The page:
The day India started coronavirus vaccinations, Amit Mehra’s name was on the priority list. But he never made an appointment. “I’m not inclined to get vaccinated just because it’s available,” says the 47-year-old Delhi hospital worker.
Two and a half thousand miles away, strolling past a popup inoculation centre near Red Square in Moscow, Magomed Zurabov is similarly reluctant. Suspicious that the pandemic was deliberately engineered, he has no intention of being vaccinated, he says. Instead, he is “taking the necessary precautions”: wearing a mask and using disinfectant.
As vaccinations rates soar in Israel, the UK, the United Arab Emirates and other countries that have monopolised supply, and poorer nations make do with a trickle of doses, a third category are beginning long climbs. Supply is less of an issue in Russia, China or India, all of which produce their own vaccines. But their respective government programmes have had slow starts, and there has been little public clamour to speed things up.
“People have not shown that eagerness and urgency to be vaccinated,” says Ajeet Jain, a doctor at the Rajiv Gandhi Super Speciality hospital in Delhi. “India is going through that phase where the disease is no longer prevalent except in a few states. People are relaxed that the disease is over from their point of view.”
The experience of India, Russia and China may prove, in time, to be typical. Even once vaccine shortages are alleviated, much of the world could still take years to achieve widespread Covid-19 vaccination, encumbered by the challenges of reaching vast and far-flung populations, lack of interest from the public and other, more pressing health priorities.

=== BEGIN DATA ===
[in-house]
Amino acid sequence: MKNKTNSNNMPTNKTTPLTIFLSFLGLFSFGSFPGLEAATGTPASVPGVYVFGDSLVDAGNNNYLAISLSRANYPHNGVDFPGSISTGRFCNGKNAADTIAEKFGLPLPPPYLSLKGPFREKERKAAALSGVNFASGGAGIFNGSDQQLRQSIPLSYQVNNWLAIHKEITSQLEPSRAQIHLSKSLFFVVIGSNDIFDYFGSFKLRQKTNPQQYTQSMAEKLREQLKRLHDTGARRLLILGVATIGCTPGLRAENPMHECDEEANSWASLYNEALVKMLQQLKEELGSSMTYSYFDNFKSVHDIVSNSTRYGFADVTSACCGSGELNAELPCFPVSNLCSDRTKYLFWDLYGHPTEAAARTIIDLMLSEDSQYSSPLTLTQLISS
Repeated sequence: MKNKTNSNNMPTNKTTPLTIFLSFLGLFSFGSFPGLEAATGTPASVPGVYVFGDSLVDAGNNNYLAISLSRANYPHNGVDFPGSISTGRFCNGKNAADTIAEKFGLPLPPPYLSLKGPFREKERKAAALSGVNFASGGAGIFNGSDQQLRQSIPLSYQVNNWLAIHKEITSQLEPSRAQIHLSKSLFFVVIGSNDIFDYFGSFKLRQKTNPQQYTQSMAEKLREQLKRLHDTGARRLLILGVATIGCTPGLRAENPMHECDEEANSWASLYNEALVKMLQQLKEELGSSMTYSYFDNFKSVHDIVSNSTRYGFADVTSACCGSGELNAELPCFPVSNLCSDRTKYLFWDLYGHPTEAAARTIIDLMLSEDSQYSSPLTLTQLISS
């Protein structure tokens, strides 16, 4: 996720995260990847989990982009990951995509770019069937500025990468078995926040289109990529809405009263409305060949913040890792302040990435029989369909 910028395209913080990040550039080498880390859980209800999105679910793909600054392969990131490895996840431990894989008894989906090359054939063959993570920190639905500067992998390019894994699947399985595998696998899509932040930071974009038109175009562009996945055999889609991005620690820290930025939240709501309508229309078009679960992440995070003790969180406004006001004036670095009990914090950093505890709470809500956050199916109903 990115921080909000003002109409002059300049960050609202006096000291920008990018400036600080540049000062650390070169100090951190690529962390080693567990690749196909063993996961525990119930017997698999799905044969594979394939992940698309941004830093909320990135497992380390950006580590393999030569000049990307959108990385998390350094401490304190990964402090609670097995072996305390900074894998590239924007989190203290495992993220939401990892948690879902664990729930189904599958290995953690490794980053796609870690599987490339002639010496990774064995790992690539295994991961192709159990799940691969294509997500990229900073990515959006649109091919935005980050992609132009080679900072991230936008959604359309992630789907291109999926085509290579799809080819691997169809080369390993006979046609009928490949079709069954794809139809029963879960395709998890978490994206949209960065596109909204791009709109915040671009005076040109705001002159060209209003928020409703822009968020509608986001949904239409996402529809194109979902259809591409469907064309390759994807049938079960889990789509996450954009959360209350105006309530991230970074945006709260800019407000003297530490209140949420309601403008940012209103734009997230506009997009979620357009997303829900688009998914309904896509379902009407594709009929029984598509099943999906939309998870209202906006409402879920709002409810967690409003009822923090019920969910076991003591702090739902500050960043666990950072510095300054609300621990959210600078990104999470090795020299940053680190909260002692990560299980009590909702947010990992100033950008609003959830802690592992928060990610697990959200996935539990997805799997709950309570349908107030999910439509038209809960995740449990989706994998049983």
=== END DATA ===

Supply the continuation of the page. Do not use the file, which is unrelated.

Some countries may shake off growing pains: India’s rollout has accelerated in the past fortnight, with private clinics enlisted to help administer shots and new groups, including anyone over 60, invited to make appointments. The programme hit 3m doses a day this week which, if maintained, would put it within reach of its target of vaccinating 20% of the population by August.
Uptake was slower than expected among the 30 million healthcare and frontline workers who were prioritised for the first round of doses, with some hesitant about receiving Covaxin, a locally developed vaccine that was pressed into use before the release of phase 3 trial results. (Interim data has since shown that it is 81% effective.)
“That caused quite a bit of confusion, as a result of which healthcare workers who were supposed to be vaccinated in the first round, and who understood this process a little better than other people, didn’t come forward as much as they should have,” says Dr Shahid Jameel, a virologist and director of the Trivedi school of biosciences at Ashoka University.